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Illustration of the body's lymphatic system and showing lymph nodes

Many types of cancer can develop in the white blood cells (lymphocytes) which are part of the body’s lymphatic system. There are different kinds of lymphocytes, each with a different function.

  • "B-Lymphocytes" produce antibodies which fight bacteria and infection in the body.
  • "T-Lymphocytes" destroy any foreign cells or viruses in the body. They also signal the B-Lymphocytes to make more antibodies.
  • "Natural Killer Cells" work to destroy invaders, including viruses and sometimes cancer cells.

When these cells change or start growing out of control, cancerous masses/tumors can develop. Because they are located in several different areas of the body, they can develop anywhere, but they usually start in a lymph node.

Hodgkin’s lymphoma and non-Hodgkin’s lymphoma are the two primary types of lymphoma, however there are several subtypes. Of these two primary types, non-Hodgkin’s lymphoma is much more common, with the two most common subtypes being diffuse large B-cell lymphoma and follicular lymphoma. A diagnosis is made after a biopsy is performed and a pathologist looks at the cells under a microscope. If an abnormal cell known as a Reed-Sternberg cell is identified, the lymphoma is classified as Hodgkin’s Lymphoma. If it is not, then the lymphoma is classified as non-Hodgkin’s lymphoma.

It’s important for an oncologist to know which type of the disease a person has because each are very different, with a different prognosis and treatment plan options.

Age: While lymphoma is most often diagnosed in people older than 60, there are some types that are more common in infants, children and young adults.

Sex: Some types of lymphoma are more predominant in men, while others are more commonly diagnosed in women.

Medical history including these problems may increase risk:

  • People with a weakened immune system from the HIV or AIDS, or those taking and immune suppressing medication after a transplant are at an increased risk.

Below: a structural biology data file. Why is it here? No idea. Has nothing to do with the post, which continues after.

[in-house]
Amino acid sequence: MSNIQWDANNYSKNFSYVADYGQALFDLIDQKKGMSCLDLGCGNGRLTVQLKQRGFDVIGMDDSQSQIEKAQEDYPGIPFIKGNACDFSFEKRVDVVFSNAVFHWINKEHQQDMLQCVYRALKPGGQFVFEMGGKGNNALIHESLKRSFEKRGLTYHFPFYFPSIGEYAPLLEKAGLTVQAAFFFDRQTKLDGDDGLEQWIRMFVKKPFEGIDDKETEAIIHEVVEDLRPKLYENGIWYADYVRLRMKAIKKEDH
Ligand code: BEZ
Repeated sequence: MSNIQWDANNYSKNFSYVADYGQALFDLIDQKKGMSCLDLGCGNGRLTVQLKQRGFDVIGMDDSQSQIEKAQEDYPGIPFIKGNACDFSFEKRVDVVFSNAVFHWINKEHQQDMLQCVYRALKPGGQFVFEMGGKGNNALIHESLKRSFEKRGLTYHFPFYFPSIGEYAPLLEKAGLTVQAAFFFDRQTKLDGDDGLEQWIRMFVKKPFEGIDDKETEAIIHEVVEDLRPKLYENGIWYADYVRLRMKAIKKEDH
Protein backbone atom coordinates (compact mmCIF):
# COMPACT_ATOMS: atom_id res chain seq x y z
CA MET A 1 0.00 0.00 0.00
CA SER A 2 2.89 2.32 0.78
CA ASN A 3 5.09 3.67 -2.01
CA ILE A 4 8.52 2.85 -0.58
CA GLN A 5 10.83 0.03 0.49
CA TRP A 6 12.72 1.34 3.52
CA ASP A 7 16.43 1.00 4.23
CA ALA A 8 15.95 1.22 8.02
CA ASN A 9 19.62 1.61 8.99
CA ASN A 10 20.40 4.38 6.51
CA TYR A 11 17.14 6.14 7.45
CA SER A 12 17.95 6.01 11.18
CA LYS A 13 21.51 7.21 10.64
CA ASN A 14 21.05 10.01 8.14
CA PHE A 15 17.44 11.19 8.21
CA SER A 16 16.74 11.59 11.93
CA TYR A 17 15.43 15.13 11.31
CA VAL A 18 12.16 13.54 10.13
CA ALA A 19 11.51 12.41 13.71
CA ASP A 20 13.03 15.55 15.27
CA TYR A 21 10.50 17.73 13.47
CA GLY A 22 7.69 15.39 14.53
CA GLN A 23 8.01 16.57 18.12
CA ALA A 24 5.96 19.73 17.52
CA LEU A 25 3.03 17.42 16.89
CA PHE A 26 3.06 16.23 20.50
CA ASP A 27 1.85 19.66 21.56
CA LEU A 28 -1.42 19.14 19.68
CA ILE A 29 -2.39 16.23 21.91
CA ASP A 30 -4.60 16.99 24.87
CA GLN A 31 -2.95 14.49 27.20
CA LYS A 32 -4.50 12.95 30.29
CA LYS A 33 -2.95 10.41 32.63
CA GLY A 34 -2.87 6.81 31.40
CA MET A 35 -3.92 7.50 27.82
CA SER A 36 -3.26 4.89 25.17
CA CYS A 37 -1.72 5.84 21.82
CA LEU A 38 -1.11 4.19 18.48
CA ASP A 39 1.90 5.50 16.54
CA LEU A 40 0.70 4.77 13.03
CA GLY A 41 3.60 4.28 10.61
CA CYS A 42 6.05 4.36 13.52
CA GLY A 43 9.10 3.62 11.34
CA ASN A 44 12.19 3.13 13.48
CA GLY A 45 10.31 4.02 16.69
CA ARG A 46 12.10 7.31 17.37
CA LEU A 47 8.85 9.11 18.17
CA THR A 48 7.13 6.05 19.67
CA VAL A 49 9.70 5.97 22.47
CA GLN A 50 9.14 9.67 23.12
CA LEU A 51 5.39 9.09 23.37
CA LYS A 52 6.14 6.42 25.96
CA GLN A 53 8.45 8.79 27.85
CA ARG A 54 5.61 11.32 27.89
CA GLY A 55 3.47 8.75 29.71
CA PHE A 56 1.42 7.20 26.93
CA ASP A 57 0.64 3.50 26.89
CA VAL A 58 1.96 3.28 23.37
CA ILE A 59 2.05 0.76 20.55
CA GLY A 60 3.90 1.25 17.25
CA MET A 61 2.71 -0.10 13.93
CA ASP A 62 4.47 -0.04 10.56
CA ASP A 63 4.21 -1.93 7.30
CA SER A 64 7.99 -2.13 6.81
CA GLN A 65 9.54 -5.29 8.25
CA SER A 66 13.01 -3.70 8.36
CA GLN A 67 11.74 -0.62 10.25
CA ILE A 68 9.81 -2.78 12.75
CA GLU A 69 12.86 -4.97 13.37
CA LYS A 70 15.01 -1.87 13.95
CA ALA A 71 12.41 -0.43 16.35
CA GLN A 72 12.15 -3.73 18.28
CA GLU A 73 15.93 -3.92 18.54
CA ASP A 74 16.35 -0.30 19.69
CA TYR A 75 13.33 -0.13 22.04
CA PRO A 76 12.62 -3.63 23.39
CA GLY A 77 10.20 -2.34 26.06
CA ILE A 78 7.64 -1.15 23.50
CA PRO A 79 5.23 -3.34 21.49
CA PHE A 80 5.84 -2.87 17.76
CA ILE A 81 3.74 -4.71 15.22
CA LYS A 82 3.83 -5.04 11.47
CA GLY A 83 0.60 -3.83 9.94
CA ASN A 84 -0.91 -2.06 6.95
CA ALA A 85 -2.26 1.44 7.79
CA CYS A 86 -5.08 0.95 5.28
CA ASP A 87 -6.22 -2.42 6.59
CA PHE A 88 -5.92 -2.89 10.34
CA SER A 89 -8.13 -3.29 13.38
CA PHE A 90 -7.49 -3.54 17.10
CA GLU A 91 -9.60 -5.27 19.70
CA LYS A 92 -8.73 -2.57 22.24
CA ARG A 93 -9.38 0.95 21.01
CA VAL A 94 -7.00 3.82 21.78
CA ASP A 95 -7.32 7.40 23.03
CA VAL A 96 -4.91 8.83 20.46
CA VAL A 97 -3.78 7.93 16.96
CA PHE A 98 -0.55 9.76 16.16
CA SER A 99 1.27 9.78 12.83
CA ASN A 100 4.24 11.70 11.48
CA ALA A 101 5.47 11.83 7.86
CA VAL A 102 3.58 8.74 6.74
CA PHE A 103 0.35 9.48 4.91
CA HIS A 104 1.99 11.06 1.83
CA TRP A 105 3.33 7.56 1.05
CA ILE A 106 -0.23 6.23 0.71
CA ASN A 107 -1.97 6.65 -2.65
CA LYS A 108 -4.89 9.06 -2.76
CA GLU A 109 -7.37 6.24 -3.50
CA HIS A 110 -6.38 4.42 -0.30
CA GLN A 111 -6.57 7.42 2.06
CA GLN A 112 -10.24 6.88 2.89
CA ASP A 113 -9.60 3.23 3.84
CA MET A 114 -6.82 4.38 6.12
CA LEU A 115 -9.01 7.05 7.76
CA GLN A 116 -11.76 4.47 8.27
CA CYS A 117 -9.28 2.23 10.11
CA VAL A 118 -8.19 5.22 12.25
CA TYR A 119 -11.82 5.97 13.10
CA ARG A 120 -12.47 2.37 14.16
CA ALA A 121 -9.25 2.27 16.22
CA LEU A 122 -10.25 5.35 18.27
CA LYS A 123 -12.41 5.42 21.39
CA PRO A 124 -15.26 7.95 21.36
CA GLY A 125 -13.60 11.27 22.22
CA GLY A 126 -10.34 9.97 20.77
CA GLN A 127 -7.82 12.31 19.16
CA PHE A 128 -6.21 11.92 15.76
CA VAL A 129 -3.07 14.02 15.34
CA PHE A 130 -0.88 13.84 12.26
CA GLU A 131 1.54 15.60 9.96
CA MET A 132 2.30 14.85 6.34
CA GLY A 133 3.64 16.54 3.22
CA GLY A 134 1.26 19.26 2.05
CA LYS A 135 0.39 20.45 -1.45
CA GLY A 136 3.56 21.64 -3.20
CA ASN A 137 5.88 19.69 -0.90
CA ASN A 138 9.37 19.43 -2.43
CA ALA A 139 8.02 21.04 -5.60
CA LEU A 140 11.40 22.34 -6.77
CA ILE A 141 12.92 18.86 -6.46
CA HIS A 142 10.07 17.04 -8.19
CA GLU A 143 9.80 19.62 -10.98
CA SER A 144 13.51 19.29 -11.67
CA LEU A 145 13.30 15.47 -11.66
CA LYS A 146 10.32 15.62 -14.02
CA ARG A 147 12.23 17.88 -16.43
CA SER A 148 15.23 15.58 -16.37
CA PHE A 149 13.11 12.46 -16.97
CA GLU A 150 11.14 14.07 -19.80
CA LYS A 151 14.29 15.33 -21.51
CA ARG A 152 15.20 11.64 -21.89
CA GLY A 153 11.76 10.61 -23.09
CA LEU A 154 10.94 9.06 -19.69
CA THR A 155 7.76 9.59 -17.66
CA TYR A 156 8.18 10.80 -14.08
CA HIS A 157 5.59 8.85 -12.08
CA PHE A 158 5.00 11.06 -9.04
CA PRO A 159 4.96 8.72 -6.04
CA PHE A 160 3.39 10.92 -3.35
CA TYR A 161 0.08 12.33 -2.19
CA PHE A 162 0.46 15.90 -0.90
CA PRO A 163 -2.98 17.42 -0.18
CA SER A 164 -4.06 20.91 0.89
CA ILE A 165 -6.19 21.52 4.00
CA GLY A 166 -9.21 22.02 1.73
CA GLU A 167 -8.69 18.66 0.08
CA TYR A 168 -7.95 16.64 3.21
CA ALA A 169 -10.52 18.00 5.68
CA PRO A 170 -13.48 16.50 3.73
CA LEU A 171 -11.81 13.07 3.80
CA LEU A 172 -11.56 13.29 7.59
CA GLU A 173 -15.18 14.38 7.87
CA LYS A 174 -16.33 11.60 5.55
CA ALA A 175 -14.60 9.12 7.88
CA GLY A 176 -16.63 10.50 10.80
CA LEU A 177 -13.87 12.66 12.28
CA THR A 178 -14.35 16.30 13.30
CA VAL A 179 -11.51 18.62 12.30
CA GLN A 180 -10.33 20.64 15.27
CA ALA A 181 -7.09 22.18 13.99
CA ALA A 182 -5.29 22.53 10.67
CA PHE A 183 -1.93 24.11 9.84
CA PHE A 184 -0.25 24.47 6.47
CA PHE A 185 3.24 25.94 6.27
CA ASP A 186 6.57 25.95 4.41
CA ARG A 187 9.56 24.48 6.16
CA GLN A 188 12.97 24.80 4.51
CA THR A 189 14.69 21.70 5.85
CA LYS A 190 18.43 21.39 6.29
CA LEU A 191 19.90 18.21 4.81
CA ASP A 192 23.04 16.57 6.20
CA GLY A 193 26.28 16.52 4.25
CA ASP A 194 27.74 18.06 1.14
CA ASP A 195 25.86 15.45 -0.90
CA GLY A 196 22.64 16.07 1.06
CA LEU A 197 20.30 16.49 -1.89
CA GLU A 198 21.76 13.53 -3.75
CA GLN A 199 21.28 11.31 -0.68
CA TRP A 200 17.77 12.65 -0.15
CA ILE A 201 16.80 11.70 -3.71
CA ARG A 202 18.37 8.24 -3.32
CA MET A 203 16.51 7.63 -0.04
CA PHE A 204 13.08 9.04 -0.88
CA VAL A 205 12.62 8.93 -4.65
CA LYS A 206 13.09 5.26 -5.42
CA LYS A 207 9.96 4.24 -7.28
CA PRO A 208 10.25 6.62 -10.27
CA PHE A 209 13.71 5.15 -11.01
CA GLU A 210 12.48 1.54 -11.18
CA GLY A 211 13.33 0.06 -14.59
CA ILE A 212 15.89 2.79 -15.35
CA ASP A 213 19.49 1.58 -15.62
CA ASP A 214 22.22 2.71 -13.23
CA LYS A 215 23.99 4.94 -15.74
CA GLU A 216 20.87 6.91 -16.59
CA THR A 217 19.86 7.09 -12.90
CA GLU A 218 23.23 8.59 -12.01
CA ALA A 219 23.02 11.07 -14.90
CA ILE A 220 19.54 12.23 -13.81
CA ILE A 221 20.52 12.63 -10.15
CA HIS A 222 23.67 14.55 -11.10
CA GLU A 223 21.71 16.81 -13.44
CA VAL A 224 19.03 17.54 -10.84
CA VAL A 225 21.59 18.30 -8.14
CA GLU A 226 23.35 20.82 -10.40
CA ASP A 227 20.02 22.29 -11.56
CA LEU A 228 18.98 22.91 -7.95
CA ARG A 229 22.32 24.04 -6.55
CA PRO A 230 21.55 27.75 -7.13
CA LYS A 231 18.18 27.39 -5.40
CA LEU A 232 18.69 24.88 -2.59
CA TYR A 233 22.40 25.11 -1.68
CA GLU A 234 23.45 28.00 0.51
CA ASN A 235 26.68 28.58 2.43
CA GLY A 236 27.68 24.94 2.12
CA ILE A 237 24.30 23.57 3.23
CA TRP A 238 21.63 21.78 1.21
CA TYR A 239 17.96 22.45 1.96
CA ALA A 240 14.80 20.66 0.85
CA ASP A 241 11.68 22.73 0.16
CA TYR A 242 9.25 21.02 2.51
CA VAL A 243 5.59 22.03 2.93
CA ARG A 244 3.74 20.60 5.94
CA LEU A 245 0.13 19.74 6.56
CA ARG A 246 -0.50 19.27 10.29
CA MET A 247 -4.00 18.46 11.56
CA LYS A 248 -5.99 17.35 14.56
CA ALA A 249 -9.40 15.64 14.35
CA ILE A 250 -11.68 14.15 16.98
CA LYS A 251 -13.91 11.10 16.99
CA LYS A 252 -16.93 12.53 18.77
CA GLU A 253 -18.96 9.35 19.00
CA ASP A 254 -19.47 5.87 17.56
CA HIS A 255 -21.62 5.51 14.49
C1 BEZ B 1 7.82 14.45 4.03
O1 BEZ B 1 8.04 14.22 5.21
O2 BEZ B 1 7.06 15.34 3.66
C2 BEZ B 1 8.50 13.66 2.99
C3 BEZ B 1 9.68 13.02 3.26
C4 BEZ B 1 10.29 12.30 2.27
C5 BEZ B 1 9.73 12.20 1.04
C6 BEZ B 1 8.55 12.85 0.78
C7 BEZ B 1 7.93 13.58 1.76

• Certain autoimmune diseases, such as lupus, rheumatoid arthritis, have been shown to be an increased risk factor for developing lymphoma.
  • An association has also been shown as an increased risk for individuals who have had infections such as Heliobacteria pylori, hepatitis C, or the Epstein-Barr virus (EBV) or the human T-cell leukemia/lymphotropic virus (HTLV-1).
  • Certain chemical exposures such as Agent Orange, benzene, or pesticides.
  • Prior treatment with radiation

Race/ethnicity: In the United States, the white population is more likely to develop certain types of lymphoma.

Signs & Symptoms:

The signs and symptoms for lymphoma are different for each person and are dependent on where in the body the cancer is located. In the beginning stages, they are not specific which makes them easy to overlook. The symptoms also differ depending the type of lymphoma. The more common symptoms include swollen glands, fever, night sweats, fatigue, weight loss, cough and shortness of breath.

It is best to talk with your oncologist about the signs and symptoms you may experience a diagnosis of lymphoma.

Screening & Diagnostic Testing:

Some of the diagnostic procedures used when lymphoma is suspected are listed below. It will depend on the type of leukemia as to which of these tests your oncologist will order to make a definitive diagnosis:

  • Physical Exam and Medical History
  • Biopsy
  • Laboratory tests
  • Bone marrow biopsy
  • Imaging: CT Scan, MRI, PET-CT
  • Lung function testing
  • Cardiac evaluation

Helpful Patient Resources:

We understand that receiving a cancer diagnosis can be a very scary and it is an emotional time for the patient and their families. It is very important to discuss any questions or concerns you may have with your oncologist. We highly recommend that if you do any research about your disease, that you do so only with reputable sources. For your convenience, we’ve listed some below.

National Cancer Institute

Lymphoma - Patient Version

American Cancer Society


National Comprehensive Cancer Network

Guidelines for Patients